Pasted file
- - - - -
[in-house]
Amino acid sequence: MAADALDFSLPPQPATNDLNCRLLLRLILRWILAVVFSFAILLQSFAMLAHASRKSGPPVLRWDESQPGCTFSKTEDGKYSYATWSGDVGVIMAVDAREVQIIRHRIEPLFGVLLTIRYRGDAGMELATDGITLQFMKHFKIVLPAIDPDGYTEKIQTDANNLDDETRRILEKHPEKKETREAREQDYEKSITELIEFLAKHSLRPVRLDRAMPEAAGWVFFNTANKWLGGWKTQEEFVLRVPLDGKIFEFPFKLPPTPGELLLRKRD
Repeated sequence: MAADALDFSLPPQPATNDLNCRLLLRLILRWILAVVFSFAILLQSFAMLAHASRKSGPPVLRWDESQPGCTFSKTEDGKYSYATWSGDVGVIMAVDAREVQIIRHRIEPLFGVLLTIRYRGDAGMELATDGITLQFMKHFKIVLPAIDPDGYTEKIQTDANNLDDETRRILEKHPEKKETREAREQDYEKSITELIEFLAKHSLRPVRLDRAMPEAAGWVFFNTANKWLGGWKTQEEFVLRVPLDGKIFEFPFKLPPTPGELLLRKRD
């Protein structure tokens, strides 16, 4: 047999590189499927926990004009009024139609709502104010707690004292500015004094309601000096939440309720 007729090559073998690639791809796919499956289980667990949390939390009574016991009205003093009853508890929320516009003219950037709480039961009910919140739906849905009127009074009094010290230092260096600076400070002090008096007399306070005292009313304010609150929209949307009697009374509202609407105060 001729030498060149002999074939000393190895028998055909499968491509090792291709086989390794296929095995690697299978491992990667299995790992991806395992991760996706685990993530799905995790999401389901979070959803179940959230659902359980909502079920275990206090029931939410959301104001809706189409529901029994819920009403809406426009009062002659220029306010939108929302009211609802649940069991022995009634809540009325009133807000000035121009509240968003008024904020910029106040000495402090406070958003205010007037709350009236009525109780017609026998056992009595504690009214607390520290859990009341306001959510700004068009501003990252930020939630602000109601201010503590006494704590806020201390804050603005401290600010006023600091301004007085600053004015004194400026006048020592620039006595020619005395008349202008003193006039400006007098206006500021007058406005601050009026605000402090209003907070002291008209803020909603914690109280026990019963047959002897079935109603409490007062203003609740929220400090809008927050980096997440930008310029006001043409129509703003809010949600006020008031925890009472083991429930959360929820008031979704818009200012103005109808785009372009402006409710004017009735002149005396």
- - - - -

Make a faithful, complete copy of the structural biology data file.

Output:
[in-house]
Amino acid sequence: MAADALDFSLPPQPATNDLNCRLLLRLILRWILAVVFSFAILLQSFAMLAHASRKSGPPVLRWDESQPGCTFSKTEDGKYSYATWSGDVGVIMAVDAREVQIIRHRIEPLFGVLLTIRYRGDAGMELATDGITLQFMKHFKIVLPAIDPDGYTEKIQTDANNLDDETRRILEKHPEKKETREAREQDYEKSITELIEFLAKHSLRPVRLDRAMPEAAGWVFFNTANKWLGGWKTQEEFVLRVPLDGKIFEFPFKLPPTPGELLLRKRD
Repeated sequence: MAADALDFSLPPQPATNDLNCRLLLRLILRWILAVVFSFAILLQSFAMLAHASRKSGPPVLRWDESQPGCTFSKTEDGKYSYATWSGDVGVIMAVDAREVQIIRHRIEPLFGVLLTIRYRGDAGMELATDGITLQFMKHFKIVLPAIDPDGYTEKIQTDANNLDDETRRILEKHPEKKETREAREQDYEKSITELIEFLAKHSLRPVRLDRAMPEAAGWVFFNTANKWLGGWKTQEEFVLRVPLDGKIFEFPFKLPPTPGELLLRKRD
């Protein structure tokens, strides 16, 4: 047999590189499927926990004009009024139609709502104010707690004292500015004094309601000096939440309720 007729090559073998690639791809796919499956289980667990949390939390009574016991009205003093009853508890929320516009003219950037709480039961009910919140739906849905009127009074009094010290230092260096600076400070002090008096007399306070005292009313304010609150929209949307009697009374509202609407105060 001729030498060149002999074939000393190895028998055909499968491509090792291709086989390794296929095995690697299978491992990667299995790992991806395992991760996706685990993530799905995790999401389901979070959803179940959230659902359980909502079920275990206090029931939410959301104001809706189409529901029994819920009403809406426009009062002659220029306010939108929302009211609802649940069991022995009634809540009325009133807000000035121009509240968003008024904020910029106040000495402090406070958003205010007037709350009236009525109780017609026998056992009595504690009214607390520290859990009341306001959510700004068009501003990252930020939630602000109601201010503590006494704590806020201390804050603005401290600010006023600091301004007085600053004015004194400026006048020592620039006595020619005395008349202008003193006039400006007098206006500021007058406005601050009026605000402090209003907070002291008209803020909603914690109280026990019963047959002897079935109603409490007062203003609740929220400090809008927050980096997440930008310029006001043409129509703003809010949600006020008031925890009472083991429930959360929820008031979704818009200012103005109808785009372009402006409710004017009735002149005396």